Muscle-Invasive Stages of Bladder Cancer

When a patient is diagnosed with bladder cancer, healthcare professionals use a combination of information from diagnostic tests, and possibly surgery, to determine the patient’s overall bladder cancer stage.1,2 This is done using combined information about the bladder tumor (T), whether there are cancer cells in lymph nodes (N) close to the bladder, and whether the cancer cells have metastasized (M), or spread, to any parts of the body distant from the bladder. A number and/or letter is assigned to each staging category of T, N, and M. This is used to help healthcare providers recommend the best treatment options for a patient’s specific kind of bladder cancer. There are five overall stages of bladder cancer: stage 0, stage I, stage II, stage III, and stage IV.

Bladder cancer typically starts to grow in the inner lining of the bladder, called the urothelium. In some patients, the cancer can grow into and through the muscle of the bladder wall.

Stage 2

A diagnosis of stage II bladder cancer means that the bladder cancer cells have grown into the muscle layer of the bladder wall.1,2 This is also called muscle-invasive bladder cancer. Stage II bladder cancer includes the following combined TNM stages:

  • [T2a, N0, M0]
  • [T2b, N0, M0]

In both of those types of stage II bladder cancer, the cancer cells have not grown into the nearby lymph nodes (N0) and they have not spread to other parts of the body. The muscle portion of the bladder wall has two layers. The inner half, closest to the bladder lining, is called the superficial muscle. The outer half is also called the deep muscle of the bladder. If the tumor is type T2a, it means that the cancer cells have spread into the superficial muscle, but not into the deep muscle. If the tumor is type T2b, the bladder cancer cells have grown through the superficial muscle and into the deep muscle of the bladder. However, the cancer cells have not yet spread into the layer of fatty tissue that surrounds the outer part of the bladder muscle.

Stage 3

Stage III bladder cancer means that the cancer cells have spread beyond the bladder muscle.1,2,3 Stage III bladder cancer includes the following combined TNM stages:

  • [T3a, N0, M0]
  • [T3b, N0, M0]
  • [T4a, N0, M0]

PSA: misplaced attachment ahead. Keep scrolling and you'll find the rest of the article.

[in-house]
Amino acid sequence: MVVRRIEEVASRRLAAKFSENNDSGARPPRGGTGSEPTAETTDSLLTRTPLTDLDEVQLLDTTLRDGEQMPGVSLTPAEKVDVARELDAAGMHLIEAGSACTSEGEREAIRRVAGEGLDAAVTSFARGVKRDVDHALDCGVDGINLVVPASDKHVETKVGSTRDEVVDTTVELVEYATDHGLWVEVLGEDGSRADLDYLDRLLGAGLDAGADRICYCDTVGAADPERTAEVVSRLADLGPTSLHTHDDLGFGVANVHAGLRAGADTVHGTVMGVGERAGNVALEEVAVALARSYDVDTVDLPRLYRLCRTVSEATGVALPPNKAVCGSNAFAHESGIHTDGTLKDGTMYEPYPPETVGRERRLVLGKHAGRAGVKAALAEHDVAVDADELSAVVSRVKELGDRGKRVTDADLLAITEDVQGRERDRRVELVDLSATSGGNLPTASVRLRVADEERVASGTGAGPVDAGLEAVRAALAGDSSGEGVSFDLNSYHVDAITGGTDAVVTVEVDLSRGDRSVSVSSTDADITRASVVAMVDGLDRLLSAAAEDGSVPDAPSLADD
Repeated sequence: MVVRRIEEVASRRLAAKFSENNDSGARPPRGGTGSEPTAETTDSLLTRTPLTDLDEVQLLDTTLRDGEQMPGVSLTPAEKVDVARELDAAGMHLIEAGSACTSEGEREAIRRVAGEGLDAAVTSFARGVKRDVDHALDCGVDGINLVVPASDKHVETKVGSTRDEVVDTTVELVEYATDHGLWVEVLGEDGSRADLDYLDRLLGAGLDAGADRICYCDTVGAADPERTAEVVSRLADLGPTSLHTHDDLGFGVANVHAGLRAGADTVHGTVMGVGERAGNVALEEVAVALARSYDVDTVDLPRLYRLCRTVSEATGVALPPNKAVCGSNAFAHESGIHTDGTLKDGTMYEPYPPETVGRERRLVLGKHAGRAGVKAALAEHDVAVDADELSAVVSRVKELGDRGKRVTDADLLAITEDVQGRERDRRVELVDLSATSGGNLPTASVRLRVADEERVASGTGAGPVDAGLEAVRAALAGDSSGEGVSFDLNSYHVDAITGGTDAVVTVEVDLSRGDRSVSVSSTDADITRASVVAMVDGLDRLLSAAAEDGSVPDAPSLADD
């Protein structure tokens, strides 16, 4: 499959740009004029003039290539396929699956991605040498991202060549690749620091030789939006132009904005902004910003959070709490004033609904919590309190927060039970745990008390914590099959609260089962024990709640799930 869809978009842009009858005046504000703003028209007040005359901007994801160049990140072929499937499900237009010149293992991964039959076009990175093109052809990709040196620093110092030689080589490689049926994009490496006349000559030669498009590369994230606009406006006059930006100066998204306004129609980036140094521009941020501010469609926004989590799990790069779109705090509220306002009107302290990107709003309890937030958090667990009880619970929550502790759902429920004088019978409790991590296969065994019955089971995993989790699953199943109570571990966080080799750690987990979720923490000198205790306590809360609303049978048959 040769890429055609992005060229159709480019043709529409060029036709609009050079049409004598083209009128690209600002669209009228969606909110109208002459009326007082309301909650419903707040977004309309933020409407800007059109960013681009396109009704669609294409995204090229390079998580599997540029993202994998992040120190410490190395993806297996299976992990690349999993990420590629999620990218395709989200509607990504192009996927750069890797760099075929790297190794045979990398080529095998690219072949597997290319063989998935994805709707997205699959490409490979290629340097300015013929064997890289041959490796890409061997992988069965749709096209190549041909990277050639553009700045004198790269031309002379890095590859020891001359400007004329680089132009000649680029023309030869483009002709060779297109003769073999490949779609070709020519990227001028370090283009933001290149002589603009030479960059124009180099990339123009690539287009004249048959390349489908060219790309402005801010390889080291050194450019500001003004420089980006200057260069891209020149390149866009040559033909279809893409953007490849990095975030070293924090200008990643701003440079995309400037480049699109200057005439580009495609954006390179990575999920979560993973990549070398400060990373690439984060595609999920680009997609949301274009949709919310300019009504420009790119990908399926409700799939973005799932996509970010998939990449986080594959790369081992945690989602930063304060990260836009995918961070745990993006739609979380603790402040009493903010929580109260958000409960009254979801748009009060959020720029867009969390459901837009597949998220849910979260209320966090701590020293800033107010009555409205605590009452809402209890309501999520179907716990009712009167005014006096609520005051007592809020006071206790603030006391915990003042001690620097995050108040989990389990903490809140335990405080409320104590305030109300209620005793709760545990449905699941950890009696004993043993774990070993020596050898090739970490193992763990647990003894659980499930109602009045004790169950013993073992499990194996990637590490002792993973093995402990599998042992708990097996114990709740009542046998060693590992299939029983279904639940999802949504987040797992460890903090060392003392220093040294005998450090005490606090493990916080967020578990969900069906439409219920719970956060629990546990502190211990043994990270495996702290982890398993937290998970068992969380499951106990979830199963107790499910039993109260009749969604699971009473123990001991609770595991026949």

In all three types of stage III bladder cancer, the cancer cells have not spread to the lymph nodes near the bladder (N0) and they have not spread to other parts of the body.

In a bladder tumor that is stage T3a or stage T3b, the bladder cancer cells have grown into the layer of fatty tissue that surround the outside of the bladder. This layer of fatty tissue is called perivesical tissue.

In a stage T3a bladder tumor, the bladder cancer cells in the perivesical tissue are only visible through a microscope. In a stage T3b bladder tumor, the bladder cancer cells have grown into the perivesical tissue and are large enough that they are visible using an imaging test or they can be felt by a healthcare professional. A stage T4a bladder tumor is different in women and men. In women, the stage T4a tumor has grown through the perivesical tissue and into the uterus and/or vagina. In men, the stage T4a tumor has grown through the perivesical tissue and into the prostate. However, in both women and men, a stage T4a tumor has not grown into the pelvic wall or the abdominal wall.

Treatment options

If you are diagnosed with stage II or stage III bladder cancer, your healthcare team will discuss the best possible treatment options available to you.3

Some people with stage II or stage III bladder cancer will need to undergo surgery to remove part of the bladder (called a partial cystectomy) or surgery to remove the entire bladder (called a radical cystectomy). If you need to have a radical cystectomy, the surgeon will often create another way for urine to be stored and removed from the body. Some people who have a radical or partial cystectomy may also have chemotherapy treatment. Other patients may have another type of procedure called a transurethral resection of bladder tumor (TURBT), in which the bladder tumor(s) are removed from the bladder lining. The surgeon may use a procedure called fulguration to try to eliminate cancer cells that remain after the tumor is removed. Another treatment option for some patients is external radiation therapy with or without chemotherapy treatment. Some patients may choose to take part in a clinical trial to investigate a new type of treatment for bladder cancer.

Survival rates

In the United States, the average five-year survival rate for people diagnosed with stage II bladder cancer is about 63%, which means that around 63 out of 100 people are alive five years after they were first diagnosed.4 People diagnosed with stage III bladder cancer have an average five-year survival rate of about 46%; this means that around 46 out of 100 people diagnosed with stage III bladder cancer are alive five years after they are diagnosed.

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